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Mentalization-Based

Practice with Children, Adults and


Families

Eia Asen

FTAANZ Wellington
4th September 2012
Mentalization – what is it?

Mentalizing is a form of imaginative mental activity,


namely, perceiving and interpreting human behaviour
in terms of intentional mental states
(e.g. needs, desires, feelings, beliefs, goals, purposes, and reasons).
To understand the other's (or one’s own) behaviour in terms of activity
that has taken place inside their minds.

Both a cognitive process (psychological insight) and an emotional


process, i.e. ‘the capacity to regulate and experience one’s own and
others’ emotions in a non-defensive way without becoming
overwhelmed or shut down’ (Sharp and Fonagy, 2008)
What is the function of mentalizing?

Primary function of mentalizing:


To predict, explain and justify the actions of
others by inferring the intentional mental states
that cause them
As a key aspect of the self’s ‘secondary
cognitive emotional reappraisal mechanism’
(Gergely)
A key determinant of self-organisation and
affect regulation
Some features of good mentalizing

1. Is curious / inquisitive about own and other people’s


perspectives (‘safe uncertainty’ – Mason)
2. Being flexible – not stuck in one point of view
3. Can be playful – using humour to engage (vs avoid)
4. Can solve problems using give and take between different
people’s views
5. Can differentiate one’s own experience from that of others
6. Conveys ‘ownership’ of own behaviour
7. Uses ‘grounded imagination’

4
Mentalizing: further definitions and scope for
thinking about it
To see ourselves from the outside and others from the inside
Understanding misunderstanding
Having mind in mind
Being mind minded
Being mindful (of minds)
Past, present, and future
Seeing oneself as an intentional being
Creating phenomenological coherence about self and others
Introspection for self-construction – know yourself as others know you but also know
your subjective self
Related concepts

Empathy – awareness of, and resonance with, an emotional state of


distress in another person (others, not self)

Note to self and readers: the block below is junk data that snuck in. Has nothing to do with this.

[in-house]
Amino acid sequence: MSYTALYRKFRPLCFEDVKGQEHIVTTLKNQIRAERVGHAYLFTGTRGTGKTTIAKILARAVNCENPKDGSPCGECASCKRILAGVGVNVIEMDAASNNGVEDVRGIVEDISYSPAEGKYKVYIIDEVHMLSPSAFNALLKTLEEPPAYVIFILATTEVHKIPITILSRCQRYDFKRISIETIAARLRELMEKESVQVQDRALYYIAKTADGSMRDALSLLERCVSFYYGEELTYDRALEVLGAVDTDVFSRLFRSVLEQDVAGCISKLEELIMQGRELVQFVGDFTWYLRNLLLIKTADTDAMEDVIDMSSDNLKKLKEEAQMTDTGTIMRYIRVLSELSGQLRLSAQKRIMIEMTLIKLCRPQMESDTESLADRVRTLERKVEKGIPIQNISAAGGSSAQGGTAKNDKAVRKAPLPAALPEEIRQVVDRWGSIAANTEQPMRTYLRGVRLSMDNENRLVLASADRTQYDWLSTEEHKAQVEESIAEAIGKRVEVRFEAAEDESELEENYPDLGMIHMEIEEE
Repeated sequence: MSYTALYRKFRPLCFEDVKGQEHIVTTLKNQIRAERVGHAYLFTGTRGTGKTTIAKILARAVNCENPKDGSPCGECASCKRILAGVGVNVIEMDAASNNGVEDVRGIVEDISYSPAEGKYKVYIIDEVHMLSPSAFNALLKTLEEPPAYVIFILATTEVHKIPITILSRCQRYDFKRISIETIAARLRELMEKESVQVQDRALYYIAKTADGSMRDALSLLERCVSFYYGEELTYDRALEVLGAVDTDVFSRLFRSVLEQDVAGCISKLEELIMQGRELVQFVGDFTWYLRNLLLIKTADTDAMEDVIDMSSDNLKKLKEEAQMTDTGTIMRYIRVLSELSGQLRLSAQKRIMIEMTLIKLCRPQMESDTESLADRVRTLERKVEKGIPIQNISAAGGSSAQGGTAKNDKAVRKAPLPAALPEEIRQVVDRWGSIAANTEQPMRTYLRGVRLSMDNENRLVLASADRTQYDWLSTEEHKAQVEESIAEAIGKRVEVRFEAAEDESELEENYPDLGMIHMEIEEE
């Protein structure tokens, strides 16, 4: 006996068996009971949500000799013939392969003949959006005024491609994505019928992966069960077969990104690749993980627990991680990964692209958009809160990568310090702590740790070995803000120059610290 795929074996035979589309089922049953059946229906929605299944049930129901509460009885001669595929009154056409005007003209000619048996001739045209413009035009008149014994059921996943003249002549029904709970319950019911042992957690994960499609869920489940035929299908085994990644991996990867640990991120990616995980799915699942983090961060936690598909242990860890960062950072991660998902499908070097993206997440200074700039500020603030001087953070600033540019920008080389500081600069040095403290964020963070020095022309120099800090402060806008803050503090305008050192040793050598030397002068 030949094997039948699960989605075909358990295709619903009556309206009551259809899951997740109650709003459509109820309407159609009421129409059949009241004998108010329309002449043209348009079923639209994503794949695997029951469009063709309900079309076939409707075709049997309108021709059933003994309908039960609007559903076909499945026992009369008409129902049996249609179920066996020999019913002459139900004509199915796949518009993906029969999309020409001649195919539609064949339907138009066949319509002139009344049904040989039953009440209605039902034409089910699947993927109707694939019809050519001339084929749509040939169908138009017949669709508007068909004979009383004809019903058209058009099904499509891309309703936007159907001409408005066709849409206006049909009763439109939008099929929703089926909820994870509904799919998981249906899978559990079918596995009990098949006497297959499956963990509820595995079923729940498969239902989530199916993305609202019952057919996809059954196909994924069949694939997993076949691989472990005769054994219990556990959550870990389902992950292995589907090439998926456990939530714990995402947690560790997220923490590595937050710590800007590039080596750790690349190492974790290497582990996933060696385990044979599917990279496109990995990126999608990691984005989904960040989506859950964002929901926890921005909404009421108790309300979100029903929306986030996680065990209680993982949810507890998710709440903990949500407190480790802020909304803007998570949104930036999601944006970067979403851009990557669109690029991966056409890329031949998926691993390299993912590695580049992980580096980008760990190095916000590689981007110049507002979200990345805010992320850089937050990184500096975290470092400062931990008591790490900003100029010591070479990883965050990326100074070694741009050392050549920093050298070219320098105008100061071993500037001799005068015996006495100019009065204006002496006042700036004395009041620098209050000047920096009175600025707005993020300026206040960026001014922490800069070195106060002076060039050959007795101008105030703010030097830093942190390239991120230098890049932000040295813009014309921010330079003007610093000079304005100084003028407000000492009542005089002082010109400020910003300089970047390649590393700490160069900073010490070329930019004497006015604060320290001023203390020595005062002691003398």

Psychological mindedness – capacity to relate one’s actions to
thoughts and feelings (self-mentalization)
Mind-mindedness – mentalization within attachment relationship
security
Mindfulness – Zen-inspired attitude of openness which accepts,
tolerates and validates current experience (‘thoughts are just
thoughts and not ‘you’ or ‘reality’) – more cognitive focus
SYSTEMIC: The value of
CBT: The value of understanding understanding the relationship
the relationship between between the thoughts and feelings
my thoughts and feelings and of family members and their
my behaviour. behaviours, and the impact of these
on each other.

Mentalizing
as an
COMMON Integrative LANGUAGE
framework

PSYCHODYNAMIC: The value of SOCIAL ECOLOGICAL: The value


understanding the nature of resistance of understanding the impact of
to therapy, and the dynamics of context upon mental states;
here-and-now in the therapeutic deprivation, hunger, fear, etc...
relationship.
READING THE MIND IN THE EYES

Guilt?

Fear?

Seductive?
The eye region can signal specific social information, such as guilt, fear or
flirtatiousness and a study found that abused children could not read these
expressions which might predispose to certain PDs.
Examples from the Reading the Mind in the Eyes (Baron-Cohen et
al., 2001)

surprised sure about something

joking happy
Examples from the Reading the Mind in the Eyes (Baron-Cohen et
al., 2001)

friendly sad

surprised worried
Simple test of mind-mindedness

Joking-A Flustered-B

Desire-C Convinced-D
Simple test of mind-mindedness

Cautious-A Insisting-B

Bored-C Aghast-D
Ingredients of ‘Good’ Mentalizing
Perception of one’s own mental functioning
Self-inquisitive stance
Developmental perspective (autobiographical continuity)
Realistic scepticism and cautious optimism
Internal conflict awareness
Awareness of the impact of affect
Acknowledgment of un- or pre-conscious functioning
Belief in changeability
Humility
Taking responsibility / assuming accountability

Relational Capacity
Curiosity
Assuming minds are opaque
Non-compulsive contemplation and reflection
Perspective-taking
Forgiveness
Impact awareness
Capacity to trust, non – paranoid attitude
Willingness to take turns / ‘give and take’
Playfulness and self-mocking humour
Belief in changeability

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The development of the ‘mentalizing self’

The ‘social biofeedback model’


(Gergely and Watson):

The capacity to mentalize emerges


through interaction with the caregiver
via a process of contingent marked
mirroring
Assists in developing affect
regulation
Develops child’s sense of a mind and
of a reflective self
Learning About My Mind, Your Mind

Mind in mind Contingent


Marked
Mirroring Sam-I-am
Theory: Birth of the Agentive Self
Attachment figure “discovers” infant’s mind (subjectivity)

Internalization

Representation of
infant’s mental
state Core of
psychological
self

Inference
Attachment figure Infant
Infant internalizes caregiver’s representation to form psychological self
Safe, playful interaction with the caregiver leads to the integration of primitive
modes of experiencing internal reality Î mentalization
Background to Oxytocin Story
OT (a neuroactive hormone) directly synthesized in the hypothalamus and